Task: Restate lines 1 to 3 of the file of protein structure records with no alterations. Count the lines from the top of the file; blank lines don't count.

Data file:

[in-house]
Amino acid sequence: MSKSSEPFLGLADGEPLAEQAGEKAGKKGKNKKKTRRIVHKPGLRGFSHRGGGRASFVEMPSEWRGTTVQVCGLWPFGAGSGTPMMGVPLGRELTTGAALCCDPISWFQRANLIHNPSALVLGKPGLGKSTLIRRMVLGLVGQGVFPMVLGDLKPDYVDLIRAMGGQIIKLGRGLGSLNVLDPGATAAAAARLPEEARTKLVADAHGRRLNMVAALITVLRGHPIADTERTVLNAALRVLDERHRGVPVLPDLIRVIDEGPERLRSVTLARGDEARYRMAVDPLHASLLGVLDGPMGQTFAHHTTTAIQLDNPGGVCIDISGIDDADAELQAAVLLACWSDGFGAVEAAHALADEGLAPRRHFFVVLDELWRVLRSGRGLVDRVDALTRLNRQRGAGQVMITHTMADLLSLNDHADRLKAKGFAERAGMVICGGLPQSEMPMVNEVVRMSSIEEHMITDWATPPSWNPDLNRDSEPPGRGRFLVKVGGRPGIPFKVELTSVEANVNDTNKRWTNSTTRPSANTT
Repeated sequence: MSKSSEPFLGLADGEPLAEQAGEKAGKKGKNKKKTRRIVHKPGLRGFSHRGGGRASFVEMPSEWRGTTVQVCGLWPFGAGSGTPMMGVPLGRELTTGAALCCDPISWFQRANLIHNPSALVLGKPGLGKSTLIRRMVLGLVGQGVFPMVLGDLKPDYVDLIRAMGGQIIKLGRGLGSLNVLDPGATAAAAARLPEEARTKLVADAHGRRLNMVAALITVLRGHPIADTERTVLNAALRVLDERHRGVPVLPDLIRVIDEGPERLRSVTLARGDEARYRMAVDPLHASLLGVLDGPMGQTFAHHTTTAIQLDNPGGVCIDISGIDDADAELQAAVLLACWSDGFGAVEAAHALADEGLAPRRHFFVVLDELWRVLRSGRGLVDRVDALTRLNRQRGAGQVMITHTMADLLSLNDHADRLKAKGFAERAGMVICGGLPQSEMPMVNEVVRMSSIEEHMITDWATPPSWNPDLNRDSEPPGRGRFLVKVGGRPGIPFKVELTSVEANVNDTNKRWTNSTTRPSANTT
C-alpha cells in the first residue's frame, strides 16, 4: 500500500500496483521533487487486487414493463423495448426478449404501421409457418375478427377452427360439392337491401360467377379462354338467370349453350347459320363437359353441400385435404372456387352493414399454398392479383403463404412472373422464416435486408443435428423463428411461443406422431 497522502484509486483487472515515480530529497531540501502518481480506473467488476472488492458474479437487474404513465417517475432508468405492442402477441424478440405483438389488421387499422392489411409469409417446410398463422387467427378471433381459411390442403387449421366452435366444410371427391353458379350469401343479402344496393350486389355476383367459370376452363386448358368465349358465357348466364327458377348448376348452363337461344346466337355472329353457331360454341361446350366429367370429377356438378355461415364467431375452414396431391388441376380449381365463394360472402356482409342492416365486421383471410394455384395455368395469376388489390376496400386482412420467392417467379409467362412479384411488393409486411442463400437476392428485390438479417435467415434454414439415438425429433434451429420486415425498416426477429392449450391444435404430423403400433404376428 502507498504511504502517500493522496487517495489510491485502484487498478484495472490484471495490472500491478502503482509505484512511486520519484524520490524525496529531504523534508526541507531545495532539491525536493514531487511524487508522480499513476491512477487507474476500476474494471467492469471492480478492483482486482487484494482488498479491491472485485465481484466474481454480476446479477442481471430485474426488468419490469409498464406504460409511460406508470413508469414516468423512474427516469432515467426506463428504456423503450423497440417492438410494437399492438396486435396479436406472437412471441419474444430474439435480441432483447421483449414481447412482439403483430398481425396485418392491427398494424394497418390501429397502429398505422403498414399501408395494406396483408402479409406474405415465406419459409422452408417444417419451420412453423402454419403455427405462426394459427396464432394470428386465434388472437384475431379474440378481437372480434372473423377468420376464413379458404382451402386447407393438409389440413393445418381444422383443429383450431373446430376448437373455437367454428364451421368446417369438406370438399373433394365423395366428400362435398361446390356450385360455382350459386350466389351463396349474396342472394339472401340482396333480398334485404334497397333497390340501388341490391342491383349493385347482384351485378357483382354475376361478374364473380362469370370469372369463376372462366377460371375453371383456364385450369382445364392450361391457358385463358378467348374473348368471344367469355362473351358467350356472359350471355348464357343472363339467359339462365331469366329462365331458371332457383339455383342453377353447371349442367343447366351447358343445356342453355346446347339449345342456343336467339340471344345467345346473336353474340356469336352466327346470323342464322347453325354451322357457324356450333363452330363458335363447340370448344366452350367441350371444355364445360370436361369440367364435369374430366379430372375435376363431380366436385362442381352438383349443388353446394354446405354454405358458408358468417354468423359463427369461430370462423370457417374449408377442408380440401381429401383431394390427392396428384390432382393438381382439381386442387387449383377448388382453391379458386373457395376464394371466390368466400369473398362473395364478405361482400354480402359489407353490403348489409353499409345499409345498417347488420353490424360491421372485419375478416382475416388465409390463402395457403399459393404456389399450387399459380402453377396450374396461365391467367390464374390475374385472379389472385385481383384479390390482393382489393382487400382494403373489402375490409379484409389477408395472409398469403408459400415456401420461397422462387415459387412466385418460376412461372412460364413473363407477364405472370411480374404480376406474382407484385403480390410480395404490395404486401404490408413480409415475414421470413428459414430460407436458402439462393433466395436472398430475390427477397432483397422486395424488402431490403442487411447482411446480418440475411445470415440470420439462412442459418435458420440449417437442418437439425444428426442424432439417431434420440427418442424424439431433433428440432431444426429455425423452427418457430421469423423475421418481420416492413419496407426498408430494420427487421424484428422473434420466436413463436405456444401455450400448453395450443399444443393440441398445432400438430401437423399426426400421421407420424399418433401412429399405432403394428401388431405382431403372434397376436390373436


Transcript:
[in-house]
Amino acid sequence: MSKSSEPFLGLADGEPLAEQAGEKAGKKGKNKKKTRRIVHKPGLRGFSHRGGGRASFVEMPSEWRGTTVQVCGLWPFGAGSGTPMMGVPLGRELTTGAALCCDPISWFQRANLIHNPSALVLGKPGLGKSTLIRRMVLGLVGQGVFPMVLGDLKPDYVDLIRAMGGQIIKLGRGLGSLNVLDPGATAAAAARLPEEARTKLVADAHGRRLNMVAALITVLRGHPIADTERTVLNAALRVLDERHRGVPVLPDLIRVIDEGPERLRSVTLARGDEARYRMAVDPLHASLLGVLDGPMGQTFAHHTTTAIQLDNPGGVCIDISGIDDADAELQAAVLLACWSDGFGAVEAAHALADEGLAPRRHFFVVLDELWRVLRSGRGLVDRVDALTRLNRQRGAGQVMITHTMADLLSLNDHADRLKAKGFAERAGMVICGGLPQSEMPMVNEVVRMSSIEEHMITDWATPPSWNPDLNRDSEPPGRGRFLVKVGGRPGIPFKVELTSVEANVNDTNKRWTNSTTRPSANTT
Repeated sequence: MSKSSEPFLGLADGEPLAEQAGEKAGKKGKNKKKTRRIVHKPGLRGFSHRGGGRASFVEMPSEWRGTTVQVCGLWPFGAGSGTPMMGVPLGRELTTGAALCCDPISWFQRANLIHNPSALVLGKPGLGKSTLIRRMVLGLVGQGVFPMVLGDLKPDYVDLIRAMGGQIIKLGRGLGSLNVLDPGATAAAAARLPEEARTKLVADAHGRRLNMVAALITVLRGHPIADTERTVLNAALRVLDERHRGVPVLPDLIRVIDEGPERLRSVTLARGDEARYRMAVDPLHASLLGVLDGPMGQTFAHHTTTAIQLDNPGGVCIDISGIDDADAELQAAVLLACWSDGFGAVEAAHALADEGLAPRRHFFVVLDELWRVLRSGRGLVDRVDALTRLNRQRGAGQVMITHTMADLLSLNDHADRLKAKGFAERAGMVICGGLPQSEMPMVNEVVRMSSIEEHMITDWATPPSWNPDLNRDSEPPGRGRFLVKVGGRPGIPFKVELTSVEANVNDTNKRWTNSTTRPSANTT